The ‘Horns, while racking up 197 rushing yards, looked unimpressive and flat on offense. Offensive coordinator Greg Davis needs to reset fans’ expectations of the running game – it’s not going to change overnight – but it did look better than any point last year. But, it was also Rice. The defense hasn’t missed a beat – they looked solid (after the first series in a base scheme) – but need to hold on those picks for TDs. Solid, but unenthusiastic…there is work to be done. Rice is going to rebound big time from last year’s 2-10 record, they looked solid in a week one game against a top contender.

Finally, it’s 12:24 a.m. Pacific time and ou still sucks. Week two represents a big weekend for a lot of the top 25 – perhaps determining 2010 BCS legitimacy – so rest up, my legions, and get focused.

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Quick Big 12 Conference Football Updates

A few key bits of Big 12 Conference football news to share this Thursday evening, from the campuses of oklahoma, Texas Tech, and Oklahoma State.

ou QB Sam Bradford Undergoes Successful Shoulder Surgery
After injuring his shoulder for a second time this season against Texas in the Red River Rivalry, quarterback Sam Bradford elected to have surgery on his right, throwing shoulder on Tuesday by Dr. James Andrews in Birmingham, Alabama. After the 35-minute surgery, Andrews said, “It went as expected.” Bradford should spend 4-6 months recovering, and be ready to enter the NFL Draft in April.

Oklahoma State WR Dez Bryant Ruled Ineligible For 2009
After lying to the NCAA about his meeting with former NFL player Deion Sanders and being suspended for the last four games, the rules committee ruled on Tuesday to suspend Oklahoma State wide receiver Dez Bryant for one year. Although Bryant would be eligible to play again midway through next season in Stillwater, many believe he will give up his remaining college eligibility to play in the NFL, where Bryant is expected to be a top 10 choice in April’s draft.

Texas Tech To Start Redshirt Frosh QB?
For the first time in Mike Leach’s tenure at Texas Tech, the head coach will likely switch his starting quarterback for this this week’s game against Kansas without an injury to a player impacting his decision. Leach has said he feels former starting QB Taylor Potts has “confidence issues” and with second-string QB Stephen Sheffield out with an injury, he might defer to redshirt freshman QB Seth Doege to start against the Jayhawks this weekend. Doege played in Saturday’s home loss to Texas A&M, where he accounted for 146 yards passing on 18-for-25 attempts.

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Game Preview: Texas Longhorns v. UTEP Miners

September 26, 2009
2:30 p.m. Central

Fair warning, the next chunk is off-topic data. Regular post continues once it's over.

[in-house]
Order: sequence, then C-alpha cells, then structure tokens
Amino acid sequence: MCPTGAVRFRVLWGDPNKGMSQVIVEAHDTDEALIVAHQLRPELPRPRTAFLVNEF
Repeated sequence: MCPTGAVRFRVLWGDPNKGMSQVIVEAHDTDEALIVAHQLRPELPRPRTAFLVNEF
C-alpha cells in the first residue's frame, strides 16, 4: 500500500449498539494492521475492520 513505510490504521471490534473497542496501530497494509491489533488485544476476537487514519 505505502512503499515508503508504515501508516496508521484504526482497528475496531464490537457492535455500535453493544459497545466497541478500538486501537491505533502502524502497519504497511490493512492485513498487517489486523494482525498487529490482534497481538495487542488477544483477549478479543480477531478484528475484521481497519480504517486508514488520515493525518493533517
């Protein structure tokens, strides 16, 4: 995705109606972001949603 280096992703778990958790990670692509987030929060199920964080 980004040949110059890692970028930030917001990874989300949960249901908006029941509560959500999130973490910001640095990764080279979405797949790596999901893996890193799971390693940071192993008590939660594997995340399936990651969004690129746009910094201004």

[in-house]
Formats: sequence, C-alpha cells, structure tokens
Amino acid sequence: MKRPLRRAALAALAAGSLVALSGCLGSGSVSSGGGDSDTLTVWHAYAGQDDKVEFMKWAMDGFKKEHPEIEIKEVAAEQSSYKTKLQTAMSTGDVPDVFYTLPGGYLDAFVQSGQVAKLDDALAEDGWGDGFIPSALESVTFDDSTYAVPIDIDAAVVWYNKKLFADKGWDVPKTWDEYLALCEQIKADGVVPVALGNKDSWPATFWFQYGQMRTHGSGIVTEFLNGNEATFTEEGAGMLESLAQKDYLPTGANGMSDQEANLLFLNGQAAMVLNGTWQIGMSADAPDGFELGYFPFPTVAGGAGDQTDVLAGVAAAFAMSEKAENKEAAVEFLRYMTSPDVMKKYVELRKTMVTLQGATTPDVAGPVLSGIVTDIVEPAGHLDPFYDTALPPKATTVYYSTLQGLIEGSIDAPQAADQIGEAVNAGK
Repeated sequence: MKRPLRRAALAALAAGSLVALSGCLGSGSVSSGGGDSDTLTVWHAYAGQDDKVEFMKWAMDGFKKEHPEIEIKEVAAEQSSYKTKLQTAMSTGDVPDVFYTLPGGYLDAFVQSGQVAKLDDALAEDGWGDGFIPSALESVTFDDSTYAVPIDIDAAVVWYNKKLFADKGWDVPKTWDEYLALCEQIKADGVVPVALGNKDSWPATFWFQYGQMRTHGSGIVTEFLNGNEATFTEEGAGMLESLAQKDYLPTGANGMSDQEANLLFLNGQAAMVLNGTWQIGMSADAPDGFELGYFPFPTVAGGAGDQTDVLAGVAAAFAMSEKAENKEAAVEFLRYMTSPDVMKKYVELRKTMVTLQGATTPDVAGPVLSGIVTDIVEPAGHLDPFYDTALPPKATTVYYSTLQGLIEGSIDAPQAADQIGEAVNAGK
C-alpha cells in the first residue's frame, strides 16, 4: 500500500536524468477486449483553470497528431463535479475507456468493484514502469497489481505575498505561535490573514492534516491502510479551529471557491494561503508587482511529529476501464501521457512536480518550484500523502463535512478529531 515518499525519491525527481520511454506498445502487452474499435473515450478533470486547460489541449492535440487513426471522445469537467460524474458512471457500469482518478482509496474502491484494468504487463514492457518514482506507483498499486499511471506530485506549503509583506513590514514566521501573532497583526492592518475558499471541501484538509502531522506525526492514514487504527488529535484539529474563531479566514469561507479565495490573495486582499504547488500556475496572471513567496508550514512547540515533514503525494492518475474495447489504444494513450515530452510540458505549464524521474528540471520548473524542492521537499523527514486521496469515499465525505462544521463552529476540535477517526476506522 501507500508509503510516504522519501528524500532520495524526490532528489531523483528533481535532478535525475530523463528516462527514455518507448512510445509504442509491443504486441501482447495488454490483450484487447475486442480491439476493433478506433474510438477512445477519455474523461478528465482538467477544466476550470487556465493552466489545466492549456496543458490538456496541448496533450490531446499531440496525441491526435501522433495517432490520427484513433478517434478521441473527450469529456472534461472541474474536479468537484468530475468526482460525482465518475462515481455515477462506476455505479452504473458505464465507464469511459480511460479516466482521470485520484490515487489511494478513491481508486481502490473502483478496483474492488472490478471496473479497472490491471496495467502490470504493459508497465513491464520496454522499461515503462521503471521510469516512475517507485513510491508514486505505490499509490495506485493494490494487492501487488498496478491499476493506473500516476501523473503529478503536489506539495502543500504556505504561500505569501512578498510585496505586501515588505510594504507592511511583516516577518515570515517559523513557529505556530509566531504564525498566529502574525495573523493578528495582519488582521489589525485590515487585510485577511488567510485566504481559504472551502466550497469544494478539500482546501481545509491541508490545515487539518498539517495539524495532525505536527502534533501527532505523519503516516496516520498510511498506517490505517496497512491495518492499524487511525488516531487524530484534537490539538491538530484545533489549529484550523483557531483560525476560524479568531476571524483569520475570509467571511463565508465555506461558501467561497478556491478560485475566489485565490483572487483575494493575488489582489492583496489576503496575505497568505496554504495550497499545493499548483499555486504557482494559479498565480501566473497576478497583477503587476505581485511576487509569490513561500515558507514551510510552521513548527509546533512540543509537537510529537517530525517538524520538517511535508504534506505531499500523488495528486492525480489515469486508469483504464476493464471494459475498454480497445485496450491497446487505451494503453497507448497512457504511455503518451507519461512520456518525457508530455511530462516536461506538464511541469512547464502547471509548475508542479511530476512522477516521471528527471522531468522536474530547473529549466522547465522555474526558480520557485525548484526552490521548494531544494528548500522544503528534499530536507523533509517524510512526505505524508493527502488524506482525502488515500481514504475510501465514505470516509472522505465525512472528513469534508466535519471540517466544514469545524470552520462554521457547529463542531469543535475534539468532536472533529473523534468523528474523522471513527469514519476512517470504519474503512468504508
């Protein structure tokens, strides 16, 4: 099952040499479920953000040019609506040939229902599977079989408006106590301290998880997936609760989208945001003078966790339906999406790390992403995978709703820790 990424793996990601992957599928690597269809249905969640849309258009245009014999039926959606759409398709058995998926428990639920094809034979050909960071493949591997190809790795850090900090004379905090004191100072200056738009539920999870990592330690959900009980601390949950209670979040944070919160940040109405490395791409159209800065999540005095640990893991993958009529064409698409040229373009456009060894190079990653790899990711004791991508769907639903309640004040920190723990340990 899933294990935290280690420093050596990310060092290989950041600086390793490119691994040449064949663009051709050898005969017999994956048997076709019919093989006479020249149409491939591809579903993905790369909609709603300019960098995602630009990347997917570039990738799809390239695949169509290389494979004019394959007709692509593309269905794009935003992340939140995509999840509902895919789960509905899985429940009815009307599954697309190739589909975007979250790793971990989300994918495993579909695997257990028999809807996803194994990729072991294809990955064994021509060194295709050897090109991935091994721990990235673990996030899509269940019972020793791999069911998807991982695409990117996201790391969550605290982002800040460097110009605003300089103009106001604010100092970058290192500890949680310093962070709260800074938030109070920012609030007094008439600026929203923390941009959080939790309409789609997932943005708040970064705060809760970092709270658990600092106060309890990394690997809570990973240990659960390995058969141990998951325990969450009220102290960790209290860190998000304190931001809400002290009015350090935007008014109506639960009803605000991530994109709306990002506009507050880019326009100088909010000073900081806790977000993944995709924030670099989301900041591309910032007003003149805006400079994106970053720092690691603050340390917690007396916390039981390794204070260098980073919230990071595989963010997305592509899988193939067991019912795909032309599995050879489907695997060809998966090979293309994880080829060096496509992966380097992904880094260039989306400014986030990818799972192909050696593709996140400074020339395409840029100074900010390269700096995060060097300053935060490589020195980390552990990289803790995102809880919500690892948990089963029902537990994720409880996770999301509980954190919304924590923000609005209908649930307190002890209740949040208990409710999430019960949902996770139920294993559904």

FSN

Last week, the ‘Horns escaped with a critical redemption win against Mike Leach’s Red Raiders in Austin, winning the game 34-24. “Escaped” because the offense didn’t play great in the first half, but the defense continued its dominance despite giving up 420 yards to the Red Raiders passing attack.

It was confirmed that Texas QB Colt McCoy had the flu earlier in the game week, and that could have affected his slow start, but unfortunately, Eyes Of TX sees the flat-footed offensive output as one aspect of Texas’ game this year that has been consistent. To their credit, the ‘Horns picked it up in the second half, as they did against both Louisiana-Monroe and Wyoming, but they need to fix this before seeing the likes of ou and Oklahoma State later this season. To Tech’s credit, junior QB Taylor Potts looks fantastic – he was spot on against Texas, and looks to have absolute command of the offense – expect see hear more on Potts, as every Big 12 writer in drooling over his capabilities. The play of the Tech game was, no doubt, Texas DE Sergio Kindle’s sack of Tech QB Taylor Potts in the 4th quarter which has been the center of controversy this week among football pundits and Leach who has officially complained to the NCAA. To be clear, there was no penalty on the play for a helmet-to-helmet hit, and it looks as though Kindle’s helmet hits Potts’ shoulder pads first.

All in all, another good win for the ‘Horns in week three, and they maintain their #2 ranking in the latest USA Today polls. On the national scene, while #1 Florida won a battle with unranked Tennessee, they looked unimpressive doing so, and combined with former #3 USC’s loss to Washington, there was some re-shuffling in the top five this week. Alabama has moved up to the #3 spot, Penn State continues to quietly creep up the standings at #4, and former Texas QB Jevan Snead couldn’t will his #5 Ole Miss Rebels to a win against South Carolina on Thursday night, so his Heisman campaign and the Rebels top 10 ranking are all but over, and Cal might creep in to the #5 spot if they win this weekend.